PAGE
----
Gap Filling Ocean Data (statistical and machine learning methods)
Webinar Aida Alvera Azcarate; Moderator: Hayley Evers-King (EUMETSAT)
19 October 2021; 11 UTC;
The ocean is a complex system with processes at various scales interacting among them, from thousands of kilometers down to less than 1 km. Satellite data offer a unique amount of information about the ocean surface, thanks to the high spatial and temporal resolution they provide. However, satellite sensors measuring at the visible and infrared wavebands are affected by the presence of clouds and have therefore a large amount of missing data (clouds cover about 75% of the Earth at any given time). In order to study these multi-scale oceanic processes it is therefore necessary to deal with this missing information. Data interpolation techniques are often used for that, and various approaches have been developed over time.
The GHER (GeoHydrodynamics and Environment Research) of the University of Liege in Belgium works on the development of interpolation techniques for satellite data. In this seminar we will present two approaches. We’ll start with DINEOF - Data Interpolating Empirical Orthogonal Functions- which is a data-driven technique using EOFs to infer missing information in satellite datasets. DINEOF uses the information present in the dataset to infer the most probable state of the ocean at the missing points. We will follow with a more recent development, DINCAE - Data Interpolating Convolutional AutoEncoder. Training a neural network with incomplete data is problematic, and this is overcome in DINCAE by using the satellite data and its expected error variance as input. The autoencoder provides the reconstructed field along with its expected error variance as output.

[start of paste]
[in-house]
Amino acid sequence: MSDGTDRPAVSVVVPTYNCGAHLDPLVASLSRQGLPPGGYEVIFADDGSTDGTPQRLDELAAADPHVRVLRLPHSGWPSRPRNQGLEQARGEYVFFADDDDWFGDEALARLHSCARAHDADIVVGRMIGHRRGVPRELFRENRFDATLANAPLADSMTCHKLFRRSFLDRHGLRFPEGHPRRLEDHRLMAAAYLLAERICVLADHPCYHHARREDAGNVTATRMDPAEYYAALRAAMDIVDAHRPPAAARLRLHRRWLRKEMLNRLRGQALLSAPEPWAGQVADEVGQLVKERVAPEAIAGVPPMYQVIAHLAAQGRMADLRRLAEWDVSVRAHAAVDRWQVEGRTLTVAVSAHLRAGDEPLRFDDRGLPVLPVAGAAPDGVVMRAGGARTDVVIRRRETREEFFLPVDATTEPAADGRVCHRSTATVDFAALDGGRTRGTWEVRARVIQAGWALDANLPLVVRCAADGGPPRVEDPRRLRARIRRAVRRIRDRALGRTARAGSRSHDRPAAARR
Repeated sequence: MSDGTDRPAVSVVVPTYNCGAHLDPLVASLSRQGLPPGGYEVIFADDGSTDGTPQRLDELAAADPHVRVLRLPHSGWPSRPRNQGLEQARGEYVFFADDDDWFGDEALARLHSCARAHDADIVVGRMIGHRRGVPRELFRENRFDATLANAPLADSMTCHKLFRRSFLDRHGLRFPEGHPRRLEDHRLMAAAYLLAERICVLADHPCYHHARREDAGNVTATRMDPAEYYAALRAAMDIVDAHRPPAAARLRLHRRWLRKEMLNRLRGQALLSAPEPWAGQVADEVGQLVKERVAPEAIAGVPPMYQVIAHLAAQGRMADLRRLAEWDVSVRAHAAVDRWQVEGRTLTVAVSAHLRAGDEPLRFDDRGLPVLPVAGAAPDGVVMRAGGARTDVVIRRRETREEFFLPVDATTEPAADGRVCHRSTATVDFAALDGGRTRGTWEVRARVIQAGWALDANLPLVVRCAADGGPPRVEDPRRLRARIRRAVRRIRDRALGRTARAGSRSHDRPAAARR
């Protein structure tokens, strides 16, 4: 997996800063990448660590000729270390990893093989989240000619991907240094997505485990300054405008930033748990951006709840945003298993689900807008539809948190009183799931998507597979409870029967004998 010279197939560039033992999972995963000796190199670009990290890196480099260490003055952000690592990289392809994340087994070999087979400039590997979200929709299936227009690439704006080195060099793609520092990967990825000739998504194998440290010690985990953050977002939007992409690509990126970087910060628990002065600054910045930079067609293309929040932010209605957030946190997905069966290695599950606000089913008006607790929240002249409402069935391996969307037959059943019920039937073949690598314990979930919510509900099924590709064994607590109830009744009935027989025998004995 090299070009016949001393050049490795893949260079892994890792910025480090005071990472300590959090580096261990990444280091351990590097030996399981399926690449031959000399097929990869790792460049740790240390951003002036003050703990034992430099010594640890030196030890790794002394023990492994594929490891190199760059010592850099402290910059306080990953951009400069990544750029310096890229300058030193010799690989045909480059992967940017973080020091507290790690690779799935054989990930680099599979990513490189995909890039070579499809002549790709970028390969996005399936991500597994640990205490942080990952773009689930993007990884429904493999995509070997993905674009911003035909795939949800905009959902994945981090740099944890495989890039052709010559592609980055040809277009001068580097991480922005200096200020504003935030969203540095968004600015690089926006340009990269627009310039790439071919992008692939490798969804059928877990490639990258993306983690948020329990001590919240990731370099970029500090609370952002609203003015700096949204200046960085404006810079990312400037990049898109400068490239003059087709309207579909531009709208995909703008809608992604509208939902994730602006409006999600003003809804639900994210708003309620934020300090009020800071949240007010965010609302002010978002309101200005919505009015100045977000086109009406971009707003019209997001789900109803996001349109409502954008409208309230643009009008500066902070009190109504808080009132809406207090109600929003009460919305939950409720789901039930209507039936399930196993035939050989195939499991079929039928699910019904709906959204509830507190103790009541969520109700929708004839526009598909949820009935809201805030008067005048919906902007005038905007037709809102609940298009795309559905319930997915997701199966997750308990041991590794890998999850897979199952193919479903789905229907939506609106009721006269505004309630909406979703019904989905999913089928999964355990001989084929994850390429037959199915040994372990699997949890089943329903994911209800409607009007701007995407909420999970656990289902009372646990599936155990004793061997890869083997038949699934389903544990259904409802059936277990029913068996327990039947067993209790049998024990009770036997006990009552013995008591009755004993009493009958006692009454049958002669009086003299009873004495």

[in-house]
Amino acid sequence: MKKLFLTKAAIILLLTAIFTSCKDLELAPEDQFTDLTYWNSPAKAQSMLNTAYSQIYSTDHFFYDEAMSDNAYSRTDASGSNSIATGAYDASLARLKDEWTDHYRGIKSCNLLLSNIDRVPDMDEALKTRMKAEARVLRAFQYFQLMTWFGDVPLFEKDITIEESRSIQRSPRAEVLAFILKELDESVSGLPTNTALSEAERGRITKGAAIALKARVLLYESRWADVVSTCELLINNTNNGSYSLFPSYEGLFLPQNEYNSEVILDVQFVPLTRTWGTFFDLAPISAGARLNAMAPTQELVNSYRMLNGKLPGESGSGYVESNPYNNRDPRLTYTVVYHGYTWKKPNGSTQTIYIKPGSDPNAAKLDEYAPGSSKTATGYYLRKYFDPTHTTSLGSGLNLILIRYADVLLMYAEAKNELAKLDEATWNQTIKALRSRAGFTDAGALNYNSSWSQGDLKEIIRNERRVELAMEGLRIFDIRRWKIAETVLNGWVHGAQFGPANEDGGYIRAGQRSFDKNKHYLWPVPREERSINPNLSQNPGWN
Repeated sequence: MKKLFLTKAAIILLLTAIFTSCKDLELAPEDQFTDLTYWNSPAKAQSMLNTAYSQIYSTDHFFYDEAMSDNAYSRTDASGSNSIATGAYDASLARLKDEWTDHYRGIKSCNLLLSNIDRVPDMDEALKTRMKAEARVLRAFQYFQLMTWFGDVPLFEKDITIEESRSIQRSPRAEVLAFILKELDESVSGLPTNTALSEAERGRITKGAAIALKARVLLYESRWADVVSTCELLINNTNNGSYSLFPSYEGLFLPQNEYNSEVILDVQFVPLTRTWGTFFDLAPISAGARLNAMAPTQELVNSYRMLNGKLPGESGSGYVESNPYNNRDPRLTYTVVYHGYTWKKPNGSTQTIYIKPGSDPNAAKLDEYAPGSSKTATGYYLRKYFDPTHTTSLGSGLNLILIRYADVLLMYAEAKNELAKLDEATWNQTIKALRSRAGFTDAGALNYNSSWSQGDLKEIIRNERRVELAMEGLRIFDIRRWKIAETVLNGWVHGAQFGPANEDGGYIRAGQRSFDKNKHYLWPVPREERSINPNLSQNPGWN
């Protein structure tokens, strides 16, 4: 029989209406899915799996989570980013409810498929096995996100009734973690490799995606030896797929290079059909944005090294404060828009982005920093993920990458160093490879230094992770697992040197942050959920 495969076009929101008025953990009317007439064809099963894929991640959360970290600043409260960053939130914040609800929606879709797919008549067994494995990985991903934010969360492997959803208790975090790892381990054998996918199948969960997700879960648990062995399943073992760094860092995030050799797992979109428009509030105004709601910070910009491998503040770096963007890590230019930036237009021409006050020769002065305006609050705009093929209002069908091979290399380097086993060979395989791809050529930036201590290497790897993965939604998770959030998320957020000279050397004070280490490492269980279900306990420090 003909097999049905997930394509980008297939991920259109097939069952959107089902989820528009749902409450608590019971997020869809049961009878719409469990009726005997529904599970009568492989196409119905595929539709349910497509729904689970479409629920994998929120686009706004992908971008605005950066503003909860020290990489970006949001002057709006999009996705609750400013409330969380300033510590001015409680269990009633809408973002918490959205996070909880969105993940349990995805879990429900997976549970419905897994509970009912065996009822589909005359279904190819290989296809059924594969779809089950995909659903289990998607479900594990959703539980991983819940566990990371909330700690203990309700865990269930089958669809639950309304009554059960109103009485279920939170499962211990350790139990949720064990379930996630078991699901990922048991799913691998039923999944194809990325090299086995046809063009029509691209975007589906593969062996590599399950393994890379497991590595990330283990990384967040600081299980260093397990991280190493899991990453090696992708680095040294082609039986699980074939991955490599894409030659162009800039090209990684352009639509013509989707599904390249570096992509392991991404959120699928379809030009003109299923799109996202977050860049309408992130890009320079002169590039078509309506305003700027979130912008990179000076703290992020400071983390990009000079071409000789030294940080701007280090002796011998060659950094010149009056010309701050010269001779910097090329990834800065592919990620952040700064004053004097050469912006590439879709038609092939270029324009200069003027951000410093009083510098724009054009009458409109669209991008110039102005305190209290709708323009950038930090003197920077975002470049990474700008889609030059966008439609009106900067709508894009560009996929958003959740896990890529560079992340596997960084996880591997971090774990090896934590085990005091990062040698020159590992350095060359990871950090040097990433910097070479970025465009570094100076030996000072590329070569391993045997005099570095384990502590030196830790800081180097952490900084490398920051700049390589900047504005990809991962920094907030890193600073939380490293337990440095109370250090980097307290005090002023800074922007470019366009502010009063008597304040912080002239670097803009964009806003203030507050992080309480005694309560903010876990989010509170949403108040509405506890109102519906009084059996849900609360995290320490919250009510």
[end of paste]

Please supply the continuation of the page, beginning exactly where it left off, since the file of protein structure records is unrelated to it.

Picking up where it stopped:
We will provide examples of reconstructed satellite data for several variables, like sea surface temperature and chlorophyll concentration. We’ll show some recent developments with DINCAE to grid altimetry data to 2D complete fields.
The code for these techniques is openly available for any interested user. We will show where to find them and provide background information on their use, as well as some practical examples. We will also briefly point out to operational ocean satellite products using gap-filling techniques (DINEOF among others) and that are available through the CMEMS catalog.